From TRANSITION CULTURE
Last Friday I visited Brixton in south London to visit Brixton Energy. Brixton Energy had just closed its second share launch, Brixton Energy Solar 2, which had raised £70,000. Its first project, Brixton Energy Solar 1, was the UK’s first inner-city community-owned solar power station, a 37kW solar array on the roof of Elmore House on the Loughborough Estate. The second was a 45kW system spread over the roofs of the 4 housing blocks of Styles Gardens. I joined Agamemnon Otero of Brixton Energy on the roof of a neighbouring tower block on a crisp and clear winter day, with a clear view over the solar systems that Brixton Energy had already installed (see picture above), to ask him more about the project.
“I’m Agamemnon Otero, I’m a director for Brixton Energy and Repowering South London. I set up decentralised, cooperatively owned renewable energy projects. A few years ago Transition Town Brixton (TTB) heard I was working on my Masters thesis around social responsibility and community-owned energy and how to facilitate low carbon economies, and asked me to do a talk at an event. Their buildings and energy group had dissolved some time earlier.
A bunch of people were interested, so we formed a working group. For 5 months we met every couple of weeks. The group that met were loosely affiliated with TTB, or Green Community Champions but was glued together by the desire for wellbeing in our community. Some had experience in renewable energy and some did not, but all met weekly in pubs and monthly TTB Shared Space events. It became regular when we changed the dynamic and began using Transition principles: like listen to hear, and decide by consensus.
Sometimes in the Transition movement good ideas will come, but the energy peters out. Maybe its because there’s no money or it takes a lot of time. Sometimes it’s because the people you want to help just don’t want your help! Sometimes its that white middle class “we’re trying to help you” thing, and no-one likes that, especially not here in Brixton. So we knocked on doors and find out what people want. You know, we did public engagement and served organic bread and lentils, but people wanted sandwiches and crisps, so we served sandwiches and crisps.
People also felt more comfortable in their own hood; in their local pub or community centre. You can think stuff up in a good-intention-glass-tower and hope it’s going work, but you’ll never know until you get on the ground. Success came to us because we communicate and listen, co-producing our ideas with the local community.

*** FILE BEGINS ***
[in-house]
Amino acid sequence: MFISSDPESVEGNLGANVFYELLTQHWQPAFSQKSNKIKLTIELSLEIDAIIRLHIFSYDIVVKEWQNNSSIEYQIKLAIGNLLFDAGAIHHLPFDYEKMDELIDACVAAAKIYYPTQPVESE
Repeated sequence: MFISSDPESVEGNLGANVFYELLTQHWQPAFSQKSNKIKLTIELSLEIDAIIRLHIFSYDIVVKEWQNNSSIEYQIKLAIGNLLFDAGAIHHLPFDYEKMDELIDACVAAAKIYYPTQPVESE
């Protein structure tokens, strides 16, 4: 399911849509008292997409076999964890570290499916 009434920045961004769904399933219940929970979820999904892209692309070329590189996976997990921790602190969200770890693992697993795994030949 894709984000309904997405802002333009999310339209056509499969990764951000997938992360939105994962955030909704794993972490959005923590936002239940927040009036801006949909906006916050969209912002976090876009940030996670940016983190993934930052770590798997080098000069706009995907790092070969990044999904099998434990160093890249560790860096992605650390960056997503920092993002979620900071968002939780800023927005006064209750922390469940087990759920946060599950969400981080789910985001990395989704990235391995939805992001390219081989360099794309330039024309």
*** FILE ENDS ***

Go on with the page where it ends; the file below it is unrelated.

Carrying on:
Structurally: Repowering South London is the constituted body that co-produces individual cooperative power stations; Brixton Energy Solar 1, Brixton Energy Solar 2, Brixton Energy Solar 3 and so on. Repowering South London carries out the financial modelling, the legal work, bid writing, and technical modelling, the major work of communicating with the community, and knocking on doors community events comes from a mixture of TTB and activated local people.
I have had a few director positions in finance and renewables. I never thought we’d have a problem raising the money. Our target for Brixton Energy Solar 1 (an installation of 37kW on Elmore House on the Loughborough Estate), was £60,000. I thought the difficulty would be to get the people on the estates to want it. Our surveys showed many believe solar panels don’t work in the “wet & grey” UK! To convince our people otherwise was a tall order. Not only to believe in solar panels could work on their roof but to take a chance and invest it was a big ask.
We did lots of engagements. Which started with knocking on doors and inviting people to do solar panel making workshops, and to attend draught busting and energy advice surgery. It wasn’t easy from our side either. Its tough to get our own volunteers out to knock on doors in the rain, in the dark, and in the cold, but we did. In the end the investment itself came from canvassing the local farmers’ market, calling friends and family, using TTB’s network, and saying “this is what we’re doing “ and we raised the money in a month.
Brixton Energy Solar 2 is our most recent project. It is a 45kW array on the roofs of 5 housing blocks on the same estate as the first scheme. The panels are now in, and they were successfully paid off two days ago. We’ve had 5 young people from the estate doing paid work experience installing the panels. We’ve had local young people doing apprenticeships in finance, legal, IT, PR and technical installation, helping to work on the process. In a survey we did before the panels were installed, 98% stated that they wanted it to happen, and that they believed that being co-operatively owned is a good thing. What’s great is that they heard about it from the other part of the estate, where Brixton Energy Solar 1 happened.
On the Brixton Energy Solar 1 survey only 20% said that they knew about solar panels but they thought it was a good idea. 60% said they thought it was a good idea to have renewables and 30% that they should be co-operatively owned. But on the second project as I said everybody already knew how solar works. After that happened it is spread like wildfire, to the point where Brixton Energy Solar 2 was a huge success, and up the road another block heard about this. 98% surveyed of this new estate want it, so it will be Brixton Energy Solar 3 launching February 2013!
Not to get carried away, there are always people who say, “I don’t want anything to change”, but a huge amount of people said “we believe in this”. You’re always going to have people who say, “No,” but that does not mean give up. Recently one gentleman said “ I wasn’t sure about it, but if something had gone wrong, I’d have heard about it from the other estate.”
When you build people and community into a project, you allow local ownership, you create jobs, you create apprenticeships for young people, and you reduce energy use in the building: people get interested and that news travels fast.